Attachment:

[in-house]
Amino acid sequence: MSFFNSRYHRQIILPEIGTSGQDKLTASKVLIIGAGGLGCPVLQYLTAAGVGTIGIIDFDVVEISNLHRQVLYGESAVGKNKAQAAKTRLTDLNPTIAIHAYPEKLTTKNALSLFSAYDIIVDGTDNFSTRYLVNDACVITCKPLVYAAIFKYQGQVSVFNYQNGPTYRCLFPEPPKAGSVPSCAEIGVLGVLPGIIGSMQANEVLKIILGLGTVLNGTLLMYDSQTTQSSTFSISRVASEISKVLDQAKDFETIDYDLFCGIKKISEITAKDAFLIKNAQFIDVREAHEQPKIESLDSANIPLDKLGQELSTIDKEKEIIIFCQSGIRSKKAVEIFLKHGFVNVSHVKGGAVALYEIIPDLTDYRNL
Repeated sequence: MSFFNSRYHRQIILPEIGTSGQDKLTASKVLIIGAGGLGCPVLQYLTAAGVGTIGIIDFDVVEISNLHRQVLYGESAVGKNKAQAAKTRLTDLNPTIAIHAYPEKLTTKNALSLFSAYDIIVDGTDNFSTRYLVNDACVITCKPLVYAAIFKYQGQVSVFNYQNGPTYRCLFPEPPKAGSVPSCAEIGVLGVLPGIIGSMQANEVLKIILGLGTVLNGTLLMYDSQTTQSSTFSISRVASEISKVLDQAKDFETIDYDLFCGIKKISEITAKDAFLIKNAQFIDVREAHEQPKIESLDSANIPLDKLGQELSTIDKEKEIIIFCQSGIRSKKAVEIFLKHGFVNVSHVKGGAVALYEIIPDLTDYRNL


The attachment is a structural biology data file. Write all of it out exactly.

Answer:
[in-house]
Amino acid sequence: MSFFNSRYHRQIILPEIGTSGQDKLTASKVLIIGAGGLGCPVLQYLTAAGVGTIGIIDFDVVEISNLHRQVLYGESAVGKNKAQAAKTRLTDLNPTIAIHAYPEKLTTKNALSLFSAYDIIVDGTDNFSTRYLVNDACVITCKPLVYAAIFKYQGQVSVFNYQNGPTYRCLFPEPPKAGSVPSCAEIGVLGVLPGIIGSMQANEVLKIILGLGTVLNGTLLMYDSQTTQSSTFSISRVASEISKVLDQAKDFETIDYDLFCGIKKISEITAKDAFLIKNAQFIDVREAHEQPKIESLDSANIPLDKLGQELSTIDKEKEIIIFCQSGIRSKKAVEIFLKHGFVNVSHVKGGAVALYEIIPDLTDYRNL
Repeated sequence: MSFFNSRYHRQIILPEIGTSGQDKLTASKVLIIGAGGLGCPVLQYLTAAGVGTIGIIDFDVVEISNLHRQVLYGESAVGKNKAQAAKTRLTDLNPTIAIHAYPEKLTTKNALSLFSAYDIIVDGTDNFSTRYLVNDACVITCKPLVYAAIFKYQGQVSVFNYQNGPTYRCLFPEPPKAGSVPSCAEIGVLGVLPGIIGSMQANEVLKIILGLGTVLNGTLLMYDSQTTQSSTFSISRVASEISKVLDQAKDFETIDYDLFCGIKKISEITAKDAFLIKNAQFIDVREAHEQPKIESLDSANIPLDKLGQELSTIDKEKEIIIFCQSGIRSKKAVEIFLKHGFVNVSHVKGGAVALYEIIPDLTDYRNL